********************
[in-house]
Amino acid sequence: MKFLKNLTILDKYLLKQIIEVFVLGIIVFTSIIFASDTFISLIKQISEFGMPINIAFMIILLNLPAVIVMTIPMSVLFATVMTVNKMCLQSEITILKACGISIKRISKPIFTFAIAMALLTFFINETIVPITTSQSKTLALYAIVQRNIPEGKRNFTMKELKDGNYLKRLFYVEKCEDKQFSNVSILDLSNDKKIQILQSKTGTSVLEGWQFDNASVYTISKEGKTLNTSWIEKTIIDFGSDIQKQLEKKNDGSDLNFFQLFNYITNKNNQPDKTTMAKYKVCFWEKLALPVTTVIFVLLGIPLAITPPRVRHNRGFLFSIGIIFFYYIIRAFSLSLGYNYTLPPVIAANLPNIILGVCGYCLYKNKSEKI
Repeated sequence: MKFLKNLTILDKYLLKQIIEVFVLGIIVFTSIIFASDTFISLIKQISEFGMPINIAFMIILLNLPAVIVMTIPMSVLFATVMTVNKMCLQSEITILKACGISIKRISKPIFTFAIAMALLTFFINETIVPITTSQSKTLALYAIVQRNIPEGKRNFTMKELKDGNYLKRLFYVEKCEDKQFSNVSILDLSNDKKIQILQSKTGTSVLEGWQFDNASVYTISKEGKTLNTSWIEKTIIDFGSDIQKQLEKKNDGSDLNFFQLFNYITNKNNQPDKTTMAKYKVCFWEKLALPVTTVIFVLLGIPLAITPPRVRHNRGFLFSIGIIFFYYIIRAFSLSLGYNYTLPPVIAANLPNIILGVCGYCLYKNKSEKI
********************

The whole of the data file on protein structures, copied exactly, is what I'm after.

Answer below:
[in-house]
Amino acid sequence: MKFLKNLTILDKYLLKQIIEVFVLGIIVFTSIIFASDTFISLIKQISEFGMPINIAFMIILLNLPAVIVMTIPMSVLFATVMTVNKMCLQSEITILKACGISIKRISKPIFTFAIAMALLTFFINETIVPITTSQSKTLALYAIVQRNIPEGKRNFTMKELKDGNYLKRLFYVEKCEDKQFSNVSILDLSNDKKIQILQSKTGTSVLEGWQFDNASVYTISKEGKTLNTSWIEKTIIDFGSDIQKQLEKKNDGSDLNFFQLFNYITNKNNQPDKTTMAKYKVCFWEKLALPVTTVIFVLLGIPLAITPPRVRHNRGFLFSIGIIFFYYIIRAFSLSLGYNYTLPPVIAANLPNIILGVCGYCLYKNKSEKI
Repeated sequence: MKFLKNLTILDKYLLKQIIEVFVLGIIVFTSIIFASDTFISLIKQISEFGMPINIAFMIILLNLPAVIVMTIPMSVLFATVMTVNKMCLQSEITILKACGISIKRISKPIFTFAIAMALLTFFINETIVPITTSQSKTLALYAIVQRNIPEGKRNFTMKELKDGNYLKRLFYVEKCEDKQFSNVSILDLSNDKKIQILQSKTGTSVLEGWQFDNASVYTISKEGKTLNTSWIEKTIIDFGSDIQKQLEKKNDGSDLNFFQLFNYITNKNNQPDKTTMAKYKVCFWEKLALPVTTVIFVLLGIPLAITPPRVRHNRGFLFSIGIIFFYYIIRAFSLSLGYNYTLPPVIAANLPNIILGVCGYCLYKNKSEKI